Life over the past couple weeks has just been GOOD. It is so satisfying to be so thoroughly content even though I am living simpler than I ever have. Something about the pace of life here just lends itself to relaxing and enjoying life. As I’m writing this, I am sitting in a common room with several other girls listening to music, some working on homework, and some playing cards. It doesn’t matter that we may not be talking much, just enjoying each other’s company as we do whatever we need to. And this characterizes a lot of our evenings. Life has become very normal and routine here filled with classes, laundry, running a couple times a week with Laura, and a couple different fellowships. With increased down time I have been able to spend more time with God, as well as some time for outside reading; which is so good because the USP library has many good books dealing with what we are learning and experiencing. Beyond normal life, the weekends are a time for us to go on adventures. The past couple of Fridays we have had two field trips- one to a burial ground and another to a palace, both in the Buganda kingdom, one of Uganda’s biggest and most important tribes and the kingdom that we are living in. They were both interesting sites. A group of us also went to Kampala to go shopping at craft markets and enjoy eating a meal other than rice and beans. Last weekend we wanted to do something beyond our normal eating, shopping, and exploring, so me and 5 other girls went to an all-night worship and prayer youth and young adults service at a church in Kampala. It was really cool, but definitely different in some ways to what all of us are used to. Tongues spoken into the microphone without translation and urging the congregation to stand and pace while praying were a couple of the things that were different and uncomfortable. But besides that, it was a powerful night of 9 straight hours singing and praying and we enjoyed the energetic worship. After a night without sleep, I was not thinking very clearly and decided to go get my hair braided for the next couple of weeks but am ultimately glad I did, though it made for a very long day. In the end, it took 10 hours but I currently have African hair that will be fun and easy for the next couple weeks! Sunday, Valentine’s day, was especially fun. Laura and I went to visit our home stay families and it was so good to see them again! After that, we came back and just hung out because several of the guys in Honors College cooked a Valentine’s dinner for us. We ended up having a candle-lit dinner outside while watching the movie The Proposal. It was so much fun with a co-ed group of at least 30 and all just fun, friendly hanging out. It was especially sweet that the guys were willing to do that for us because in this cultural context men do not cook or serve women, so it was that much more meaningful. The girls did help out with the dishes after. Since then, this week has been busy catching up on emails, job applications, and papers to be turned in all before I leave Friday morning for my rural home stay! We will be making a 4-5 hour drive to Kapcherwa, a rural region in Eastern Uganda where we will all be living on our own with families for a week. It will definitely be another stretching experience to be living such a completely different lifestyle, but I am excited! It will be kind of fun to have a week completely cut off from any technology as well, because we will only be using our cell phones for an emergency to contact the program staff. After a week we will stay in the area for the weekend and some of our friends from Honors College will join us on a retreat and debrief time at Sipi Falls, the largest waterfalls in Uganda. We will also get to spend a day hiking because the landscape there is supposed to be gorgeous. I am excited for the next week but sad that this will be marking the halfway point already. I can’t believe how fast the time is flying!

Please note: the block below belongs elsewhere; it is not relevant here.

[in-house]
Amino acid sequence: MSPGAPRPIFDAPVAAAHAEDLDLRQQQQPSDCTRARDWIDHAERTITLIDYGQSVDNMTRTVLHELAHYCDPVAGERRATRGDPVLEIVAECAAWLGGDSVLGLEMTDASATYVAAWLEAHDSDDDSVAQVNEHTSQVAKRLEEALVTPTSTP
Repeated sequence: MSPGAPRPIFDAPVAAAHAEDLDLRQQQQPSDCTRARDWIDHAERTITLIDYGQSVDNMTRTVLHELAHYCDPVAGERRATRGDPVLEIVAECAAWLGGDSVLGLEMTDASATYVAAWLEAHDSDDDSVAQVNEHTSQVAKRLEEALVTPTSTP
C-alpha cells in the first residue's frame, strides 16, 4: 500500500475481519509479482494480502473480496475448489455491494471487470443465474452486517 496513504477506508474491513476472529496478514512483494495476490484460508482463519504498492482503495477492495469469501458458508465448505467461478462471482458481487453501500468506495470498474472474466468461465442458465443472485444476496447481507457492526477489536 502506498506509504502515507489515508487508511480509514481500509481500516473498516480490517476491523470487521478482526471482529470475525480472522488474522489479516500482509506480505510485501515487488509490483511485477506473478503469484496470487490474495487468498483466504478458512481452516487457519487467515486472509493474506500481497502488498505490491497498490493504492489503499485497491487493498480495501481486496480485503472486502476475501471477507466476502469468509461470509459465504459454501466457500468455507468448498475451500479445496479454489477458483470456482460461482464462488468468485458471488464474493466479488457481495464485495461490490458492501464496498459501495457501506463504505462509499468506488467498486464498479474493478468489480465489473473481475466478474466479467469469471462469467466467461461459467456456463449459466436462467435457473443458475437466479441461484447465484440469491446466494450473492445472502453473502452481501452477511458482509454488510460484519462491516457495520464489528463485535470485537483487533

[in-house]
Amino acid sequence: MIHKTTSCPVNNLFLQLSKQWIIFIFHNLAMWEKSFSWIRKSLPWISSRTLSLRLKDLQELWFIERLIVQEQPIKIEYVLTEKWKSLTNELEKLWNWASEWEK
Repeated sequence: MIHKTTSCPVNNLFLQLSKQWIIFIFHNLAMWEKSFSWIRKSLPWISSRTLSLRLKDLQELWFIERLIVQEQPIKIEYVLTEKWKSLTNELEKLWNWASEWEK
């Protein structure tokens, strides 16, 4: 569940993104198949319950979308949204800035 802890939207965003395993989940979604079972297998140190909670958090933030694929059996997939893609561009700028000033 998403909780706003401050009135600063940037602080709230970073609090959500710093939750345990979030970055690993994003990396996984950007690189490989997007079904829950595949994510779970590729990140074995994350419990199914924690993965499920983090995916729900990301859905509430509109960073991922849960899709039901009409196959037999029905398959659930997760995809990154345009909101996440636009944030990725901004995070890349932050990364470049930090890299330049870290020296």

Wednesday, February 3, 2010

I'm not sure I ever want to leave...